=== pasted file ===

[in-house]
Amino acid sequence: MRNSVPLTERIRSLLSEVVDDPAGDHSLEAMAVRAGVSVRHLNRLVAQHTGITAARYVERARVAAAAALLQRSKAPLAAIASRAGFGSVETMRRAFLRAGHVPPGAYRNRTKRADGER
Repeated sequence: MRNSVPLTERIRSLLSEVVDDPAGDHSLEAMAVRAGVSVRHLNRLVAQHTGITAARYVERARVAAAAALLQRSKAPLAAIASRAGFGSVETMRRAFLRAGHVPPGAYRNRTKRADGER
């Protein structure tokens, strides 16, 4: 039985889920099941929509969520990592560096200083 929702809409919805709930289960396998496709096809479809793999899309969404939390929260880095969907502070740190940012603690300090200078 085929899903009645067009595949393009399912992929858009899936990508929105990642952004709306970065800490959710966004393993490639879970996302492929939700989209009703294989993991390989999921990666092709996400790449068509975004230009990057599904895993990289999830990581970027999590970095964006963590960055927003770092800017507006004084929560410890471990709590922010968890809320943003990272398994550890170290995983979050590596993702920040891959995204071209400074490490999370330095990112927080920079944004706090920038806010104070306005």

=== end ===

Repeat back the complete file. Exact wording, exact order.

[in-house]
Amino acid sequence: MRNSVPLTERIRSLLSEVVDDPAGDHSLEAMAVRAGVSVRHLNRLVAQHTGITAARYVERARVAAAAALLQRSKAPLAAIASRAGFGSVETMRRAFLRAGHVPPGAYRNRTKRADGER
Repeated sequence: MRNSVPLTERIRSLLSEVVDDPAGDHSLEAMAVRAGVSVRHLNRLVAQHTGITAARYVERARVAAAAALLQRSKAPLAAIASRAGFGSVETMRRAFLRAGHVPPGAYRNRTKRADGER
């Protein structure tokens, strides 16, 4: 039985889920099941929509969520990592560096200083 929702809409919805709930289960396998496709096809479809793999899309969404939390929260880095969907502070740190940012603690300090200078 085929899903009645067009595949393009399912992929858009899936990508929105990642952004709306970065800490959710966004393993490639879970996302492929939700989209009703294989993991390989999921990666092709996400790449068509975004230009990057599904895993990289999830990581970027999590970095964006963590960055927003770092800017507006004084929560410890471990709590922010968890809320943003990272398994550890170290995983979050590596993702920040891959995204071209400074490490999370330095990112927080920079944004706090920038806010104070306005």